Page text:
Thursday, September 13, 2012

Film Protests in Sana'a

Protests associated with the anti-Islam video have spread to Yemen:
"The worst of the violence was in Yemen, where at least five Yemenis were killed as hundreds of protesters stormed the American Embassy and were repulsed by Yemeni security forces. The embassy’s entire staff, sensitive to impending danger, had been safely evacuated hours beforehand, and Yemeni leaders apologized to President Obama for the mayhem.
"But some assailants were able to burn cars, plunder office equipment including computers, burn an American flag and hoist their own proclaiming fealty to Islam. Witnesses and Yemeni officials said at least 10 American Embassy vehicles had been damaged or destroyed by fire...
"The Yemen protests came hours after a Muslim cleric, Abdul Majid al- Zindani, urged followers to emulate the protests in Libya and Egypt, Sana residents said. Mr. Zindani, a onetime mentor to Osama bin Laden, was named a 'specially designated global terrorist' by the United States Treasury Department in 2004."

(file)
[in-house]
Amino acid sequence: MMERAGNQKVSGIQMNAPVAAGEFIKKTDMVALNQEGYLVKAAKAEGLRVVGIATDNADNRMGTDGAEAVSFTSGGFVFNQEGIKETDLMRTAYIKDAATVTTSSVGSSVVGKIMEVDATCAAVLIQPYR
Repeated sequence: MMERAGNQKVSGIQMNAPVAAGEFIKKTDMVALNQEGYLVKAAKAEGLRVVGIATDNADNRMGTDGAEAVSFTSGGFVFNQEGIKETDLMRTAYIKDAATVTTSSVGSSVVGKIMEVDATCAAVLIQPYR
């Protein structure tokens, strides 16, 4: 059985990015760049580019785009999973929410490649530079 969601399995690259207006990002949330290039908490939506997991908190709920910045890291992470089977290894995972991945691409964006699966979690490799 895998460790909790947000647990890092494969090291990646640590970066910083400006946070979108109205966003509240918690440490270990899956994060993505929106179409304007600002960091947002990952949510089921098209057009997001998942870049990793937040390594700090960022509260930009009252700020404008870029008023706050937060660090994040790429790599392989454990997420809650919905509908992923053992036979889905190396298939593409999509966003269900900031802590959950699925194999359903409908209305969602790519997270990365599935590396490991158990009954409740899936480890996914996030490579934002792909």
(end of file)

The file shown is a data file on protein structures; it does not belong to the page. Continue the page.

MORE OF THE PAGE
Tomorrow is Friday, when Islamists traditionally turn out their supporters for mass protests, but so far I'm actually struck by how small they are.  All this really seems to be the work of a fringe.  I'm not talking about the way salafis are a fringe in global Islam that just happens to be stronger in the Arab world, but rather that even those of salafi sympathies seem to be staying home.  "Hundreds" just isn't that many in huge metropolitan areas.

One place to watch is Egypt, where the Muslim Brotherhood is apparently going ahead with plans for a peaceful protest against the video even as it condemns the violence of yesterday.  That movement is trying to triangulate between a desire to appear as as responsible government and a desire to preserve its conservative flank against salafi opposition and the accusations that its leaders are American stooges.  This could lead Egypt further in a troubling direction.

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